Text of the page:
Following recent widespread demonstrations demanding police reform, New York City Public Advocate Jumaane Williams plans to introduce a bill mandating all NYPD body-worn camera footage be released five days from the time video was captured. The bill would override Mayor Bill de Blasio's recent policy announcement that gives the NYPD 30 days to turn over footage of incidents where officers kill, shoot, or seriously injure someone.

Williams is expected to introduce the bill during Thursday afternoon's New York City Council meeting.

"This applies...not just to when a high profile incident occurs. It's just general keeping of public records," Williams told Gothamist on Thursday.

The proposed measure would also ensure copies of body camera footage are given to the NYPD inspector general and the New York City Department of Records, the city's official repository for city-related matters. Williams says talks to ensure privacy concerns will happen once the bill is heard.

Since its announcement in 2014, the body camera policy introduced by de Blasio has been marred with controversy and calls for greater transparency. All 20,000 uniformed patrol officers are equipped with the small body cameras clipped to their shirts. Officers are required to activate their cameras when interacting with the public and keep them on.

"Having access to these things I think provides an atmosphere of trust around these discussions, seeing that this is not hidden," said Williams.

Up until last week, the NYPD had sole discretion in releasing body camera video, according to guidelines it quietly released last year. The rules had allowed the department 30 days to determine whether to release any footage where officers engaged with the public, specifically in cases involving police brutality. That determination, however, was only considered after the NYPD's Force Investigation Unit wrapped up investigations of fatal encounters deemed "critical incidents."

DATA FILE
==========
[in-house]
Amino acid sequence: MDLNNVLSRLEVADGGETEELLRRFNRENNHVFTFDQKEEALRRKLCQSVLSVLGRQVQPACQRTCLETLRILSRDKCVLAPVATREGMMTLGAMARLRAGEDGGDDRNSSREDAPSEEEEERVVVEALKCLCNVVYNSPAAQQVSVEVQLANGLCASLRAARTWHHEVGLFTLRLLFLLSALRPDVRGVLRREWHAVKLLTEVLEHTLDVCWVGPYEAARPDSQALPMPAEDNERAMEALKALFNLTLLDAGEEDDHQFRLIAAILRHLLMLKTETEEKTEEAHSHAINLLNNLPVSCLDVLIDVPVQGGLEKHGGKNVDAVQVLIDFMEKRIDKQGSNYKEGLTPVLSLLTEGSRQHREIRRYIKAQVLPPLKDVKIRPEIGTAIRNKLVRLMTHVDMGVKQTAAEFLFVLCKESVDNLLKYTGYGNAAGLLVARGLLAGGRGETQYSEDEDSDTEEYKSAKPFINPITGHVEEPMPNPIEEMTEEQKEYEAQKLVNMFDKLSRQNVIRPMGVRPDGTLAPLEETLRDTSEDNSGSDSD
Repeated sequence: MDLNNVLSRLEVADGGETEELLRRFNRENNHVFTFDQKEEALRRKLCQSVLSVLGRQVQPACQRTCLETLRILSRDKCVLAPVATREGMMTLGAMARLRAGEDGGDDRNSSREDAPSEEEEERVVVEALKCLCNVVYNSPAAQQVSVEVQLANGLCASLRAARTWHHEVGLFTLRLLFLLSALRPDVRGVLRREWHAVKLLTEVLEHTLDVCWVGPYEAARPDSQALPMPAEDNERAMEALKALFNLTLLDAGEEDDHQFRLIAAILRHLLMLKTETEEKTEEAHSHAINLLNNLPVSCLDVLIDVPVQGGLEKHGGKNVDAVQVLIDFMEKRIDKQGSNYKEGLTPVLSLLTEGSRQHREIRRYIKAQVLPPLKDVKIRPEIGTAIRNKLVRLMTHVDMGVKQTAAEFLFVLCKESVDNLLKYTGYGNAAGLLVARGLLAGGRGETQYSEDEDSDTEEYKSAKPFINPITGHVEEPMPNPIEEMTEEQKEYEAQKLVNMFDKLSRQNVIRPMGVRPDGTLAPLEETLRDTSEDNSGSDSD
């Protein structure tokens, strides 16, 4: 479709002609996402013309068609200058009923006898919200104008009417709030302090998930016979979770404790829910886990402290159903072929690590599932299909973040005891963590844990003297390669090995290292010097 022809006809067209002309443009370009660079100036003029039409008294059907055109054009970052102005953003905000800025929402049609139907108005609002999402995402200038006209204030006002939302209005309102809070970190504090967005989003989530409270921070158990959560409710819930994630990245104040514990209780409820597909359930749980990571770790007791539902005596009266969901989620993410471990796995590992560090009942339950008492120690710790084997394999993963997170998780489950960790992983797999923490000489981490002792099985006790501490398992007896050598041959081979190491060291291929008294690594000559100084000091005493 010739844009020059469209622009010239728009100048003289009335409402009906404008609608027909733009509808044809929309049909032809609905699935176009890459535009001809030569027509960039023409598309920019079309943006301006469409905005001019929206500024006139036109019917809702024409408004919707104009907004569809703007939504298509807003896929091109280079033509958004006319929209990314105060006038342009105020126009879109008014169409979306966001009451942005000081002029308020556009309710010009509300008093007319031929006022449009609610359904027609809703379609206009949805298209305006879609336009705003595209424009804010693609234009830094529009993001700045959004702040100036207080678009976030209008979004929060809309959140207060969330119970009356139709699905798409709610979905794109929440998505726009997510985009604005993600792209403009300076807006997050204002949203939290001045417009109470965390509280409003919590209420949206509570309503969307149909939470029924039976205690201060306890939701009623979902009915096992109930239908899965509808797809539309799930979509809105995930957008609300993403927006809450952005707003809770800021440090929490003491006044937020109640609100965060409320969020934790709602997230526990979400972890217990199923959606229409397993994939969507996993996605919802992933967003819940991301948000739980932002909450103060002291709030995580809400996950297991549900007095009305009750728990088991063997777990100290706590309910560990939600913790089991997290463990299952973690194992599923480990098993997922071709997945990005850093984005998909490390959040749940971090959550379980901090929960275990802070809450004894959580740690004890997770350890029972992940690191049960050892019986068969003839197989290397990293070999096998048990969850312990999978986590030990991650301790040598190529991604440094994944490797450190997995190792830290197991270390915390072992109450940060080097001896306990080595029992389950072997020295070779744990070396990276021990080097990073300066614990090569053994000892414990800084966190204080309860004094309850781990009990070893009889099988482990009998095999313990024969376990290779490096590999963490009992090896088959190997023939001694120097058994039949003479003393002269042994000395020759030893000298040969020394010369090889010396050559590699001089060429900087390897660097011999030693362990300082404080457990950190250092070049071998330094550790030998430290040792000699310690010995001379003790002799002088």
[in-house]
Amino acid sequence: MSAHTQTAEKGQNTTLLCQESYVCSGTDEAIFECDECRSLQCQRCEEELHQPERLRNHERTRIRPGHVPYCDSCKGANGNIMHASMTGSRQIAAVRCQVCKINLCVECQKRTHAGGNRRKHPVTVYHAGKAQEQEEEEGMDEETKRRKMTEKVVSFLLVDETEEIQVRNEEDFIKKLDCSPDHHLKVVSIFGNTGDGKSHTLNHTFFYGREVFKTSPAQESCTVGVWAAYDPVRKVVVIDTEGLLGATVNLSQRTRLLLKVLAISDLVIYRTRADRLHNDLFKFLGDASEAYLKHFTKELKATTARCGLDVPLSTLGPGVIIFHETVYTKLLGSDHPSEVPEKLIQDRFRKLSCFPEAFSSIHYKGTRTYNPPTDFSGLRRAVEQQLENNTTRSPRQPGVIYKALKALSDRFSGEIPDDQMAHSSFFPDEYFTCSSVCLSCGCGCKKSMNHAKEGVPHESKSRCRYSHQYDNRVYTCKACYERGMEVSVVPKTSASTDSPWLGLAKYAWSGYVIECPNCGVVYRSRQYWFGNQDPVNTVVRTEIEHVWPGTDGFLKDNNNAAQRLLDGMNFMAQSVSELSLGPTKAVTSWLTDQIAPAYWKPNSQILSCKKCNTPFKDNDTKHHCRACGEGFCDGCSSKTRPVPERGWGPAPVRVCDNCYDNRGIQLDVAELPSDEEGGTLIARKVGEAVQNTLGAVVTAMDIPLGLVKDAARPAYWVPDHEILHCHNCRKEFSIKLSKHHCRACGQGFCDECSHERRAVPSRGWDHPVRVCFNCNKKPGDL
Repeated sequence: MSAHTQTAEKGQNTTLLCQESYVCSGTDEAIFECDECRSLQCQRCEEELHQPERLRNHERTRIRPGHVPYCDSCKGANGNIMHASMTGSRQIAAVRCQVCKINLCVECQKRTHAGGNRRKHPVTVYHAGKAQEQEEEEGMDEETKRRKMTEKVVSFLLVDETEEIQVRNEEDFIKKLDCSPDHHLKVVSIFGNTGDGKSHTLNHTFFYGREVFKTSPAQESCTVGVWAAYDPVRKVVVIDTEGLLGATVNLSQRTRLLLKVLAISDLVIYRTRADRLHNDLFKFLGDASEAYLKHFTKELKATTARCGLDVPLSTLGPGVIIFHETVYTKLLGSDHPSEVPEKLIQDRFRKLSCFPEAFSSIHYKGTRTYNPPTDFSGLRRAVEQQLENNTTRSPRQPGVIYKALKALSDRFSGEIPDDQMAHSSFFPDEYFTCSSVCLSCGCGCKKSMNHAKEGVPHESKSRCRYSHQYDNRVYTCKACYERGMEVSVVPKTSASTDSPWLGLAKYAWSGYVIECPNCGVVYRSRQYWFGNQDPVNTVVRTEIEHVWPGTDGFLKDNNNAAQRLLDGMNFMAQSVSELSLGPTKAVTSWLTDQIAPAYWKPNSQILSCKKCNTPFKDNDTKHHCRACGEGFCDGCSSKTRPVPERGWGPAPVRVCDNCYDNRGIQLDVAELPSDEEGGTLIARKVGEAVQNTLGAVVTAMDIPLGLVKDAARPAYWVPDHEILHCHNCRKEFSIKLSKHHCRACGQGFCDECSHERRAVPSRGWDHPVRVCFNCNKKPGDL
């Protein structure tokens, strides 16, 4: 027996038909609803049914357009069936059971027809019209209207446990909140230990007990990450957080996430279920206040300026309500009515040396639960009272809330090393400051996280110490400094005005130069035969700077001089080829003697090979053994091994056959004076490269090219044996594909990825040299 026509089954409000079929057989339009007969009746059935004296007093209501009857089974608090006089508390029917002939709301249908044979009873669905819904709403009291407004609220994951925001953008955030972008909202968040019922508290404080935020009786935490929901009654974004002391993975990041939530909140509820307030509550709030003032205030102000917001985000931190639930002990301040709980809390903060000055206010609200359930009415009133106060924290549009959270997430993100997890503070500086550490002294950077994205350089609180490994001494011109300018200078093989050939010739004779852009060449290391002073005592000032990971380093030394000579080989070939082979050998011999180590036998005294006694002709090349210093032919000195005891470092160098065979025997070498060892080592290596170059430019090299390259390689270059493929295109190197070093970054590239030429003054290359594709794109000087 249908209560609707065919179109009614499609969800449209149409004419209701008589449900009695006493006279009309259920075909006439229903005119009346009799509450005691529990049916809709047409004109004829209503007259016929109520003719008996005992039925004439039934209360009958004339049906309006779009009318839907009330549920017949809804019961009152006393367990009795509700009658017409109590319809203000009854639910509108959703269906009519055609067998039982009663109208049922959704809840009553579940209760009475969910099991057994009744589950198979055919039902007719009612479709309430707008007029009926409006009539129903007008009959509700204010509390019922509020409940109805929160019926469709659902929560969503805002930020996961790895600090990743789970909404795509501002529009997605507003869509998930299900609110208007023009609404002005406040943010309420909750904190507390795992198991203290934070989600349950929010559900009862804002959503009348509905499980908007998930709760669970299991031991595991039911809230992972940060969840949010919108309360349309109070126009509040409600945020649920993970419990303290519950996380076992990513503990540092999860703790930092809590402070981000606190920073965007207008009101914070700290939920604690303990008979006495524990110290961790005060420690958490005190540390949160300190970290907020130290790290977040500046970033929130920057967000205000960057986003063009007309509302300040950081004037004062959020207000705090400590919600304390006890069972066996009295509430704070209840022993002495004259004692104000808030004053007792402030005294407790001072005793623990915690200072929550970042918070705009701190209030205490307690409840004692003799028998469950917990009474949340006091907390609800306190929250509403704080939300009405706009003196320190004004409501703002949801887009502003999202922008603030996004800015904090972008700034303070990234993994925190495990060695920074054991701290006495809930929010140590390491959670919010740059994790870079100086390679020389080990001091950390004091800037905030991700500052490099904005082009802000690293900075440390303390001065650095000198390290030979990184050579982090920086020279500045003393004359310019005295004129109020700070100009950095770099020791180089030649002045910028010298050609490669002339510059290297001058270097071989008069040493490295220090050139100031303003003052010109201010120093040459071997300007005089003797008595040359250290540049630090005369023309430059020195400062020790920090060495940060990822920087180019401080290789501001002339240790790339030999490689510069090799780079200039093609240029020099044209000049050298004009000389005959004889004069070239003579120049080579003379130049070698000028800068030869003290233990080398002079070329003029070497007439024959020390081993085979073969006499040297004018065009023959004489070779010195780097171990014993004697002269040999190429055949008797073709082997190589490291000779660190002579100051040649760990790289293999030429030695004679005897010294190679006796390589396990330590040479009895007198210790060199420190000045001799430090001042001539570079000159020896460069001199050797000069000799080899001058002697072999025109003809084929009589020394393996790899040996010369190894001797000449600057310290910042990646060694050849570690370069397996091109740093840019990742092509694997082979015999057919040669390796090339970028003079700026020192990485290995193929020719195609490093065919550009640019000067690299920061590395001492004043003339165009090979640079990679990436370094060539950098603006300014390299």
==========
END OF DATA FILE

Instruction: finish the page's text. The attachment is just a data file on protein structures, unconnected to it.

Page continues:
The proposals don't address the lumbering process through which the Civilian Complaint Review Board currently receives NYPD footage. Common practice often involves CCRB requesting footage for investigations into police misconduct by submitting it to a liaison that's then forwarded to the Internal Affairs Bureau. IAB then reviews the request with lawyers to determine its release. Last year, Gothamist/WNYC reported that a third of the CCRB's probes against officers had pending requests for footage.

Videos taken by witnesses continue to show NYPD officers using excessive force, most recently against protesters marching against racist police violence, as well as social distancing enforcement. Last Sunday, the NYPD immediately released body camera video of an incident showing an officer applying an illegal chokehold on a Queens man. The officer, identified as David Afanador, has since been suspended without pay and was charged on Thursday with strangulation.

City Council Speaker Corey Johnson's office did not respond to a request for comment about the proposed legislation.